Please do not take our advice as just negativity. We, more than anyone, want you to learn and want you to succeed. However we see your kind a lot here and usually they die off in a few months. Enthusiasm is great but it won't keep you. Enthusiasm tempered with reality and facts will keep you going depsite the problems you may encounter. If you need assistance these forums are a great place to get help provided you have attempted programming and/or shown at least some effort. I wish you well on your journey into game programming. In the end it's fun and very rewarding. Just make sure you have a huge Tylenol or Advil bottle with you because there are many headaches down the road.
Thank you Bubba, I'm not a full on programmer.
I've done little of vb. I am trying out 2d gfx as it is easier.
For windows mobile. 2D game.
I'm also actually trying to move away from computers in a technical manner.
Visual Basic = weak sauce
Like everyone else has said so far, you need to learn the language of C or C++ before you get into graphics using either of those languages. You can find several good books at bookstores all over the place.
I think even microsoft is trying to get people to move away from visual basic. I read somewhere that they intend to discontinue development of VB in 2012 and stop support in 2020. Not sure if it was a MS website or someone elses, btu I do know they intend to deprecate VB in the not too distant future.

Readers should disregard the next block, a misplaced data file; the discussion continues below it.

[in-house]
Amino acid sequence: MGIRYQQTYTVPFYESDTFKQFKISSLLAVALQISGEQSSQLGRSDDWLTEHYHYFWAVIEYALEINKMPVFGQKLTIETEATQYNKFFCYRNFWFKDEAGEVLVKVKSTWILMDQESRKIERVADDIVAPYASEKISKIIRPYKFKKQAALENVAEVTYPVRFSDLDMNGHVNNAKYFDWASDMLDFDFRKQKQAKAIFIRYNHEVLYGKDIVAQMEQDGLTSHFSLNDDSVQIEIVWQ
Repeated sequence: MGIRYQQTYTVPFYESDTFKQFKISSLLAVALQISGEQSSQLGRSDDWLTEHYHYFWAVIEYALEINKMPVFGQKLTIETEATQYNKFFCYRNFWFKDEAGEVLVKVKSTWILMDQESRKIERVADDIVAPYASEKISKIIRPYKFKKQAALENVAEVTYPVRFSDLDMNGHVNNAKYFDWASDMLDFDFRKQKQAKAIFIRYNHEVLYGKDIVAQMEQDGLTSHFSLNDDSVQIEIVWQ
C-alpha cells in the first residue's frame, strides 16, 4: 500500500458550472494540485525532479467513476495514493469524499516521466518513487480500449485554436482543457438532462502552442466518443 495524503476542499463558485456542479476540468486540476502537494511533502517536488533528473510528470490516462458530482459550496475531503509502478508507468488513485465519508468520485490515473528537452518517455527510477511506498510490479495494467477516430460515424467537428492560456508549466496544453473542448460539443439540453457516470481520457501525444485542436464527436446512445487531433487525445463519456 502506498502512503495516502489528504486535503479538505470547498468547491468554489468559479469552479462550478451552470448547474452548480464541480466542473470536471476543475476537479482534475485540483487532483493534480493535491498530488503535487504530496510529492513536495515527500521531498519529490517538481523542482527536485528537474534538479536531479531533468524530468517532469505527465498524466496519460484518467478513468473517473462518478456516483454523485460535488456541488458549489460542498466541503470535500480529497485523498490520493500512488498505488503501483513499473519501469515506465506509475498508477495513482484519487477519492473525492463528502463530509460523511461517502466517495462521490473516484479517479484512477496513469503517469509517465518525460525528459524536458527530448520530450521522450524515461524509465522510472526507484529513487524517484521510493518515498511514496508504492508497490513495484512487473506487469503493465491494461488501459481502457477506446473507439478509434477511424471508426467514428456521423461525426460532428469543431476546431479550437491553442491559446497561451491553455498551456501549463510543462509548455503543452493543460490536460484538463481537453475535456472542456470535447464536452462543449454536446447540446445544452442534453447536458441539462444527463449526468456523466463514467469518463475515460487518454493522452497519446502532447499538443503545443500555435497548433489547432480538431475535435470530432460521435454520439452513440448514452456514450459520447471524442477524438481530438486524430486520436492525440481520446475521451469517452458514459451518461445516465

Oh well since I learned VB at college very little.
You get my drift?
Stick with it, and continue since it is slightly easier and there is only that for WM. That has no hassles.
If I wanted to do C how do I get the buttons to work?
For anyone who has done pocket programming, you click on the form in VS and click on the buttons, type your code etc. Done and dusted!
And then there is palm ?
I read that there is a c compiler for palm, so you could program on the device....
But again all that issue of having a "mobile template" for a device just complicates things.
Please do not use A or B API just to stay away from the nitty gritty or because you don't want to learn. If you do this I guarantee you utter failure. Do this the right way and learn the language top to bottom.
Even focusing on just what you want to learn? Is that not possible?
You have never programmed in C or C++ and have very little programming experiences at all, just a bit of VB.